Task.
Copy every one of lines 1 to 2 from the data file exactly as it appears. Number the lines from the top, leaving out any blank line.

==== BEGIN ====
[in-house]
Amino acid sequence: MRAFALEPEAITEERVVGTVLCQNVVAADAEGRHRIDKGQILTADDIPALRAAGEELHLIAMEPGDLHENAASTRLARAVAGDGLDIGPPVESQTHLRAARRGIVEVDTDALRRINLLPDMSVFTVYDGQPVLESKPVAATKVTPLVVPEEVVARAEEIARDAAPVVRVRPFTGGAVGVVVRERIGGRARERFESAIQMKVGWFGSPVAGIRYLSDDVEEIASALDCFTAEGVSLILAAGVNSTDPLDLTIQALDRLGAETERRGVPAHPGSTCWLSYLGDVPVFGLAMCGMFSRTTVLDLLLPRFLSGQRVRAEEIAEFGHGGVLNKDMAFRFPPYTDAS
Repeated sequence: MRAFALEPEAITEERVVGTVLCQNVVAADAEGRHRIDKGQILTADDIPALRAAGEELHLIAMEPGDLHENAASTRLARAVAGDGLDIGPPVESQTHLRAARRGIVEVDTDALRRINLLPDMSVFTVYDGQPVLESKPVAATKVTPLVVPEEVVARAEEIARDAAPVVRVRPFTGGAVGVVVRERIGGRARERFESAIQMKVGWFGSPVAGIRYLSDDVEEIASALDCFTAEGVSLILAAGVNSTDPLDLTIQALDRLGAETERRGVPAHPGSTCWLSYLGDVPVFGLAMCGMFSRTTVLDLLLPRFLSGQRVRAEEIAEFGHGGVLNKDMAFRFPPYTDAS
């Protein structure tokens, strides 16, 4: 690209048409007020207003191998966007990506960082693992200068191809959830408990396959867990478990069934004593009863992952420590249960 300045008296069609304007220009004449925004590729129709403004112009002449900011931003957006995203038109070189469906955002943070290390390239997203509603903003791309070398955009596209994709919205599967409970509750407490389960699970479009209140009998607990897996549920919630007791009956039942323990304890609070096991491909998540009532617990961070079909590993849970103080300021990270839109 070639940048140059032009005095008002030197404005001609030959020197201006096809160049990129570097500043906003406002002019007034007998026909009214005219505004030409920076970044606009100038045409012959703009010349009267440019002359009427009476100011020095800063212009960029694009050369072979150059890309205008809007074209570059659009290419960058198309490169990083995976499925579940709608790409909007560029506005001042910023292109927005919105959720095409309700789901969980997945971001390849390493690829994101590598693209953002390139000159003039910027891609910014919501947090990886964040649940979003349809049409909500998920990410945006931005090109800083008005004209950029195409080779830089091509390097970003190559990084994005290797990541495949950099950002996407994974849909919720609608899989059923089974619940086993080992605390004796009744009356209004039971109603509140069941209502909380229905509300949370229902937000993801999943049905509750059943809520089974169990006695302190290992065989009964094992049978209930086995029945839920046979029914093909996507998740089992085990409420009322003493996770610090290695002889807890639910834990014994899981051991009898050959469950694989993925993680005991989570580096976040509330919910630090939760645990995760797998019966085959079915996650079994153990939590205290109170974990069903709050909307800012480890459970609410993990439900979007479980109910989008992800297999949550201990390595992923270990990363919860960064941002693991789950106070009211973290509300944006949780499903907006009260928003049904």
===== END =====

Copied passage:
[in-house]
Amino acid sequence: MRAFALEPEAITEERVVGTVLCQNVVAADAEGRHRIDKGQILTADDIPALRAAGEELHLIAMEPGDLHENAASTRLARAVAGDGLDIGPPVESQTHLRAARRGIVEVDTDALRRINLLPDMSVFTVYDGQPVLESKPVAATKVTPLVVPEEVVARAEEIARDAAPVVRVRPFTGGAVGVVVRERIGGRARERFESAIQMKVGWFGSPVAGIRYLSDDVEEIASALDCFTAEGVSLILAAGVNSTDPLDLTIQALDRLGAETERRGVPAHPGSTCWLSYLGDVPVFGLAMCGMFSRTTVLDLLLPRFLSGQRVRAEEIAEFGHGGVLNKDMAFRFPPYTDAS